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me a demonstration, I shall, nevertheless, strengthen it still more by parallel testimonies of the other Prophets.

It is not in the second Psalm only, that David declares the Divinity of Christ, our anointed King. He is not afraid of tautology, when he dwells on so glorious a subject. What can be plainer than the 45ch Psalm, which ap Apostle justly applies to our Lord ? Addressing the Messiah, emphatically styled ihe King, the Psalmist says, under a Prophetic view of bin, hoth as the mighty God, and the child born unto us, · Thou art fairer than the children of men : Grace is poured into thy lips : Therefore God hath blessed thee for ever. Gird thy sword upon thy thigii, 0) inost Nighty, and in thy majesty ride prosperously, and thy right hand shall teach thee terrible things. Thy arrows are very sharp in the heart of the King's enemies.Thy throne, () God, is for ever and ever, the sceptre of thy kingdom is a righteous sceptre, therefore God, thy God [the Father] hath anointed thee [his only begotten Son] with the oil of gladness, above thy fellows,' above all kings on earth, and in heaven. Psalm xlv. 1, 7, compared with Heb. i. 8, 9.) Thus rou see, Sir, that this ‘most mighty' King of Israel, and of the universe, is called God, as well as the Pather who hath anointed him.

Nor ought we to wonder that after such a display of .is Divinity, the Psalmist addresses the Jewish and De universal church, in a strain suitable to the divine

bhours, which he pays to the Messiah. Calling her · Daughter,' and Queen, all glorious within,' whom : John styles “the wife of the Lamb: Forsake thy on people,' says he, [the Egyptians, the Canaanites, the Babylonians, among whom thou wast born, and by ahom thou hast been corrupted :] ‘So shall the King neatly desire thy beauty, for he is thy Lord, and wortip thou him.' Then, turning again to this King of oks, he concludes the Psalm, by saying, “The people rall praise thee for ever and ever.' (Psalm xlv. 10,17.) Jos, you see, Sir, that a Prophet, considering the

Messiah’s glory, calls him the Lord, and the God of the church, whom he charges to worship him, and does solemnly what an Apostle did afterwards, when, worshipping Christ, he cried out in an ecstacy of joy,

My Lord, and my God!' But, what peculiarly deserves notice is, that when David is about to declare our Lord's Divinity, he begins by saying, “My heart is inditing a good matter;calling that a 'good matter,' which you call idolatry, and the capital corruption of our divine worship.

Whilst you consider how you can recoucile yourself with the royal Prophet, I shall confrout your paradox, with three other Psalms, where he continues to indite the same glorious matter, the 47th, 68th, and 110th. Prophesying of our Lord's glorious kingdom, of which he began to take possession on the day of his ascension, the Psalmist says, “Clap your hands, all ye people, shout unto God with the voice of triumph. The Lord most high is terrible : He is King over all the earth. He shall subdue the people under us :God is gone up with a shout, the Lord with the sound of a trumpet. Sing praises unto our God; O sing praises unto our King: For God is the King of all the earth. God reigneth orer the Heathen : God sitteth upov his holy seat.' (Psalın xlvii. 1, 8.) Is it not evident to those who candidly compare Scripture with Scripture, that this Divine King, whom the Psalmist so often calls God, and who is gone up with a joyful noise, is the anointed King, of whom the Father saith ?, . I have set my king upon my holy hill of Sion : Thou art my Son. Kiss the Son, ye kings, lest ye perish.' Is he not the Almighty, of whom the Psalmist speaks as follows?, “This is God's hill, in which it pleaseth him to dwell: The chariots of God are twenty thousand, even thousands of angels, and the Lord is among them, as in the holy place of Sinai. Thou art gone up on high, thou hast led captivity captive, and received gifts for men.-He is our God, even the God of whom cometh salvation-the Lord, by whom we escape death ; --who shall wound the head of his enemies :--Who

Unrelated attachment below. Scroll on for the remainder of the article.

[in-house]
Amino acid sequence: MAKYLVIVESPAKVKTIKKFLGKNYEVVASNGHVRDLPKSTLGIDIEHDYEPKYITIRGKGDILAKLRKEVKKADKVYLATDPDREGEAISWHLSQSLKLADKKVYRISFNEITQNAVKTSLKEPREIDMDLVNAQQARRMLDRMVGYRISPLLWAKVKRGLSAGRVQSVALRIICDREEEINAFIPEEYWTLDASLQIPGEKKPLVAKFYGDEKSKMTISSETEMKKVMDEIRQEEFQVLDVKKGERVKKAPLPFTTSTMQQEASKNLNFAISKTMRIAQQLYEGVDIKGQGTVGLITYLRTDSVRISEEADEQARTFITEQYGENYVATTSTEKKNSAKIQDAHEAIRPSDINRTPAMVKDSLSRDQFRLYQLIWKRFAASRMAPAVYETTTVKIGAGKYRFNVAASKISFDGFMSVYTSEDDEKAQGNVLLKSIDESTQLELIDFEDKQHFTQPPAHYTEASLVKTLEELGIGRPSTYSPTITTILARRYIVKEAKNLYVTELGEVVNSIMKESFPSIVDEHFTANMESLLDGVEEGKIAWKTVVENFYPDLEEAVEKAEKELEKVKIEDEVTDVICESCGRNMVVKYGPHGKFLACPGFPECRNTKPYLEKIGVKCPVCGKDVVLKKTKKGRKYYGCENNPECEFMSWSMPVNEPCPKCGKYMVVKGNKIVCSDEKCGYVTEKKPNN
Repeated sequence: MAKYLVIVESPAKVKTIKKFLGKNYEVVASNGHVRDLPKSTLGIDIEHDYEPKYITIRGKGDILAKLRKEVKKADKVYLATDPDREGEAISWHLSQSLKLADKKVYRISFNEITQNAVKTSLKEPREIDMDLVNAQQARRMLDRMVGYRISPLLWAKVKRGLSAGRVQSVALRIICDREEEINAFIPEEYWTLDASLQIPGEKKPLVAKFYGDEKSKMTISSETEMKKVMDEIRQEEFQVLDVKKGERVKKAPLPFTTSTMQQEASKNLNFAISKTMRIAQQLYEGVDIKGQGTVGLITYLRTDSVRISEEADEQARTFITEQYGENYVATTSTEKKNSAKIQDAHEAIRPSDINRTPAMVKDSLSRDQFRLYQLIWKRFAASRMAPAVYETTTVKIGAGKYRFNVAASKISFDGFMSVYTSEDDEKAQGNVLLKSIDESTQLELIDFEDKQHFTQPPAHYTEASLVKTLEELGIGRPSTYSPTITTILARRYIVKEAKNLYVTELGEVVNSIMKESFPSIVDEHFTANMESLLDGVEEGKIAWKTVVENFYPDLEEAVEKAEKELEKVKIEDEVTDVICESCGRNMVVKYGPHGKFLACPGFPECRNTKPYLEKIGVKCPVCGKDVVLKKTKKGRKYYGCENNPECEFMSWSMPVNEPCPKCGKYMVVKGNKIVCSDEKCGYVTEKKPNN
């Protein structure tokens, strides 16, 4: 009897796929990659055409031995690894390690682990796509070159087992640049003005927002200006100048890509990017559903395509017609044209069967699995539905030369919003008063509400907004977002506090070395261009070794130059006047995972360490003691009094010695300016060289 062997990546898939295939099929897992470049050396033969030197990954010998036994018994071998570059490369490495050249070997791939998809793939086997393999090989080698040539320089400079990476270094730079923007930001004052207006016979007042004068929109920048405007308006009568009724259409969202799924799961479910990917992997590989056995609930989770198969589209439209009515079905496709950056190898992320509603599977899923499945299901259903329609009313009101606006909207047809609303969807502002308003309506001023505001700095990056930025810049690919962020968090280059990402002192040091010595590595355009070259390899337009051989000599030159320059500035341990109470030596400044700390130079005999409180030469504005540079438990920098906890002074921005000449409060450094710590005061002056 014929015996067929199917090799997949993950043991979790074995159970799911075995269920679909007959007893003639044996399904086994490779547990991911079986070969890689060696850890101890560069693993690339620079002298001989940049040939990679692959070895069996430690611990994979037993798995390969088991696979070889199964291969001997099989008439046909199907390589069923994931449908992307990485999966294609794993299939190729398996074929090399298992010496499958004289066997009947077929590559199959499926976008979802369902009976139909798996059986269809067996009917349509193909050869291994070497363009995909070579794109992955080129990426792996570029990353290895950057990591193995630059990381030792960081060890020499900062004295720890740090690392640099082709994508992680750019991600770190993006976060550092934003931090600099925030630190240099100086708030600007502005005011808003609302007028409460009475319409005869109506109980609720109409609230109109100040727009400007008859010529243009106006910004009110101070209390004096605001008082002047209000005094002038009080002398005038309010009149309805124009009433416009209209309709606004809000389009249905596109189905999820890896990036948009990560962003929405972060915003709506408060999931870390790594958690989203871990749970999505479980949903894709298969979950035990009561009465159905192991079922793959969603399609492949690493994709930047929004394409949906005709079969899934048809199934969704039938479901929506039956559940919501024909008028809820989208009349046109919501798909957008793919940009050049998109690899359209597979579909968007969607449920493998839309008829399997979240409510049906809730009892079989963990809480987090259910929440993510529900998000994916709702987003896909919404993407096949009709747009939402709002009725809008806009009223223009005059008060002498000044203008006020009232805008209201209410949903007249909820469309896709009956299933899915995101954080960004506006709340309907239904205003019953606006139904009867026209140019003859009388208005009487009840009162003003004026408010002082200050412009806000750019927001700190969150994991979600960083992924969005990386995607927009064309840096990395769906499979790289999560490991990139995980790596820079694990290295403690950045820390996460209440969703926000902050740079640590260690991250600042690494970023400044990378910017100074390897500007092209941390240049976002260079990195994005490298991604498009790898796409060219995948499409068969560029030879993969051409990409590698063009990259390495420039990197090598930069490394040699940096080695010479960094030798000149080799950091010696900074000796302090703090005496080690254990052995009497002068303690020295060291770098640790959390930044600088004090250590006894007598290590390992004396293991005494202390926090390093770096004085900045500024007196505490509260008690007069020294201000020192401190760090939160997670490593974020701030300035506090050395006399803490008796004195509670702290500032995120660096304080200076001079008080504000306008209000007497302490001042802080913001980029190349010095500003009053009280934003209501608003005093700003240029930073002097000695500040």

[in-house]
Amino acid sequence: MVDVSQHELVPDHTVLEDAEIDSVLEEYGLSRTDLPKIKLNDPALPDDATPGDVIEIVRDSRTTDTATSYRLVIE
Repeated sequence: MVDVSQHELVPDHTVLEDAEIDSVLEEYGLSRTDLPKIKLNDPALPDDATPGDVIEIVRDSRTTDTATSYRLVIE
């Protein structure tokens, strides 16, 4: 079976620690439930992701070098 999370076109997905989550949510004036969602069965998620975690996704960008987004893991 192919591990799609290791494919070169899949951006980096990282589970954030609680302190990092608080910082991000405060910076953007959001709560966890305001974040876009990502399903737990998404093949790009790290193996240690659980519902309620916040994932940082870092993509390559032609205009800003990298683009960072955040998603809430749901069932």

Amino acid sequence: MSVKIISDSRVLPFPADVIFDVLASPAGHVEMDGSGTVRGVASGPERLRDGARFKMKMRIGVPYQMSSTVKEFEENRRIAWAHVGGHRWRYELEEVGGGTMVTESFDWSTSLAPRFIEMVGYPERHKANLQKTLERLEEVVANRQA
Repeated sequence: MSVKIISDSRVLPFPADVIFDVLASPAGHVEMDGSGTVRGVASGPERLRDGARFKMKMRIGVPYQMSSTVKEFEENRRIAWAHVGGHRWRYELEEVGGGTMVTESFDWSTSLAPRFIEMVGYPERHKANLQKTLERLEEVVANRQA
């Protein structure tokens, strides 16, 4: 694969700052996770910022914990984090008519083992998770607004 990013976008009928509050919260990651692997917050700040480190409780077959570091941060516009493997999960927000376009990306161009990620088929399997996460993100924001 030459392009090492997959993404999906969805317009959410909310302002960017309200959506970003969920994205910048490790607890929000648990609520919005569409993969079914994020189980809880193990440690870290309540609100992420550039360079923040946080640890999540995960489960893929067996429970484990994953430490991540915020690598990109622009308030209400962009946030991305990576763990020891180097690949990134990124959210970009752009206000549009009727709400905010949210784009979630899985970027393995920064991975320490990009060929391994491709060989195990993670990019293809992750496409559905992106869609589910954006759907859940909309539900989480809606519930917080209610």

gave the word [on the day of Pentecost] and great was the company of the preachers,' insoniuch that the armies of his enemies were scattered, and they of his household divided the spoil. (Psalm Ixviii. 11—21.)

A Jew might be convinced, from the bare comparison of those Psalms; but the conviction will admit of no shadow of doubt for those who receive the New Testament, where St. Paul, after quoting these words of David, “Thou (O God, who of thy goodness hast prepared gifts for the poor'] hast ascended up on high, and led captivity captive,'&c., applies them to our Lord, and concludes thus, “Now, that he [the Messials] ascended, what is it [but a demonstration) that he also descended first into the lower parts of the earth. He that descended (as the child born unto us] is the same who [after his resurrection] ascended up far abore all hearers, that [as the mighty God] he might fill all things :' And to prove that he was this gracious God, 'out of whose fulness, the poor [humble believers] receive grace for grace, he gave them (besides his Holy Spirit] Apostles, Prophets, Evangelists, Pastors, and Teachers,' that they might all come to the stature of a perfect mau, or to the measure of Christ,' considered as the Son of man. (Eph. iv. 8, 13.)